I initially intended to feature 25 Twitterers from media land, but was rather underwhelmed by what I found. Many seemed to miss the opportunities on offer.

Anyway, who have I overlooked and who’s on the list that shouldn’t be? Leave a comment below or via @jon_bernstein.

Jon Bernstein is former multimedia editor of Channel 4 News. This is part of a series of regular columns for Journalism.co.uk. You can read his personal blog at this link.

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Last night’s Question Time: should Will Lewis get a knighthood?

Last night’s BBC Question Time got a lot of people talking, not least in regards to the heckling of MP Margaret Beckett. The Twitter comments were interesting to follow too, some of which Paul Canning has reproduced here on his blog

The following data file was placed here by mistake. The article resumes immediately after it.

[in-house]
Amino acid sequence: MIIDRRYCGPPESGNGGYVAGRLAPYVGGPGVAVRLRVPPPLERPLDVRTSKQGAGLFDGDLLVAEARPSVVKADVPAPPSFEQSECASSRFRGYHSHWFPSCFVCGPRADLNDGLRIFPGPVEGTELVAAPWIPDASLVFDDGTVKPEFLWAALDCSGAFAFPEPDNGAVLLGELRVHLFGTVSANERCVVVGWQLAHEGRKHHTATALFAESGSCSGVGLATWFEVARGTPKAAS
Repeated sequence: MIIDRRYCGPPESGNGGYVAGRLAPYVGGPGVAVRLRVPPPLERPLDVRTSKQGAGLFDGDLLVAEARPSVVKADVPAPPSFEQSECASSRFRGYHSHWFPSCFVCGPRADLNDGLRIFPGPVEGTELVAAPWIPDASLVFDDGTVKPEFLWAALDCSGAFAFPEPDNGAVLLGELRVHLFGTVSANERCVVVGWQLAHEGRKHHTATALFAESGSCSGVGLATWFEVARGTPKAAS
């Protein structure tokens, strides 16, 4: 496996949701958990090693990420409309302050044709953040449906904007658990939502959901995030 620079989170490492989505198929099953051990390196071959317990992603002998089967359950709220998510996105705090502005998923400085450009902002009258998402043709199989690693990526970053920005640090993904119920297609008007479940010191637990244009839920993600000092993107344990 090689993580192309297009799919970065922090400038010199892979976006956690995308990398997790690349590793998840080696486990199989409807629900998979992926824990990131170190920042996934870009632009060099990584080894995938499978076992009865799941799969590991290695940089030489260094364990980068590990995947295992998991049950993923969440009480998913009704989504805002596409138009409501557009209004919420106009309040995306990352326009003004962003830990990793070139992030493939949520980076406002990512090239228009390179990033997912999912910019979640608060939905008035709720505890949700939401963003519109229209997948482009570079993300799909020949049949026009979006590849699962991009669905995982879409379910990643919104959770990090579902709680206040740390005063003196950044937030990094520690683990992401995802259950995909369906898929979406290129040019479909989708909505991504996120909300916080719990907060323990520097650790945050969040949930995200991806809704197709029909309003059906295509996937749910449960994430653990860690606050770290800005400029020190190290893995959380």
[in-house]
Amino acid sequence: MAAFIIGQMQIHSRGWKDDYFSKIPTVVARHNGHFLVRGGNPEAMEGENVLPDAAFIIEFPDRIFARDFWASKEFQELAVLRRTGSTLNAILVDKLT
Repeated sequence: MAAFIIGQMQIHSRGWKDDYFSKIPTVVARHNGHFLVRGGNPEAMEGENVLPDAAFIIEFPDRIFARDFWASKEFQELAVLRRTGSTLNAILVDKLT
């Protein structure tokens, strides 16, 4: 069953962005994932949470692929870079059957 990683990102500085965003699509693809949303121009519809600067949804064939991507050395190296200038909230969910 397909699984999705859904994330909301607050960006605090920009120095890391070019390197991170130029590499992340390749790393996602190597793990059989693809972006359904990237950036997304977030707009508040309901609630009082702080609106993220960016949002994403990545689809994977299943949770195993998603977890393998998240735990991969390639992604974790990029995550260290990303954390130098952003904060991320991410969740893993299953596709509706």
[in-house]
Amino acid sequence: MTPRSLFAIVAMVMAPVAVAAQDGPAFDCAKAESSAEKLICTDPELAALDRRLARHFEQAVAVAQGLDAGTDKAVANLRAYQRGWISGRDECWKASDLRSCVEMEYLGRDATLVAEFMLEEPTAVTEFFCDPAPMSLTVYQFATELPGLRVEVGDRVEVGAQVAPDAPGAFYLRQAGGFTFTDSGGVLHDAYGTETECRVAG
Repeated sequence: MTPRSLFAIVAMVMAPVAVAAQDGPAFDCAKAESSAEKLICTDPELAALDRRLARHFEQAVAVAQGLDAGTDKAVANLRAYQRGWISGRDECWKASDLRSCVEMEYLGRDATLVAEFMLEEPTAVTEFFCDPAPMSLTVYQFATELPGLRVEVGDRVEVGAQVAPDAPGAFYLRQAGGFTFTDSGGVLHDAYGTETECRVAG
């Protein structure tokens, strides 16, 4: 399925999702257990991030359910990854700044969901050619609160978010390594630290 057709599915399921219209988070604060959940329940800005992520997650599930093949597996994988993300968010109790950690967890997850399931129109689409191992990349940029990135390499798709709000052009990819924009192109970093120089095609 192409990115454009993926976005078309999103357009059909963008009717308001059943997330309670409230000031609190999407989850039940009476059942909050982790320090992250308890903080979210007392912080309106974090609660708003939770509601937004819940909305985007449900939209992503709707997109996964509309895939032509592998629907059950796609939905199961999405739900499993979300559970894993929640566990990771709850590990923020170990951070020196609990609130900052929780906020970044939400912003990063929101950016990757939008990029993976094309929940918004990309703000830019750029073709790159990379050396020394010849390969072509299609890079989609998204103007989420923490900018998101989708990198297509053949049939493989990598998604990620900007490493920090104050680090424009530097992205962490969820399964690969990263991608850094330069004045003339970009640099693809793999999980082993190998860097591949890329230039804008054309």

But here was the other story, as reported on the main Journalism.co.uk site: The Telegraph’s assistant editor, Benedict Brogan, on his newspaper’s handling of MPs’ expenses case. It started with a question from the audience: should the Daily Telegraph’s editor, Will Lewis, get a knighthood?

Is it surprising that 25 journalists have been working on the story? Was it a courageous act by the Telegraph to publish? Should they be forced to disclose details about how they obtained information?

Here is a transcript with a few of the repetitions removed for clarity:

George Park, member of audience:

“Should the editor of the Daily Telegraph be knighted for services to journalism and the British electorate?”

[Presenter David Dimbleby asks Beckett if she approves of Telegraph’s publication of the information]

Margaret Beckett, MP: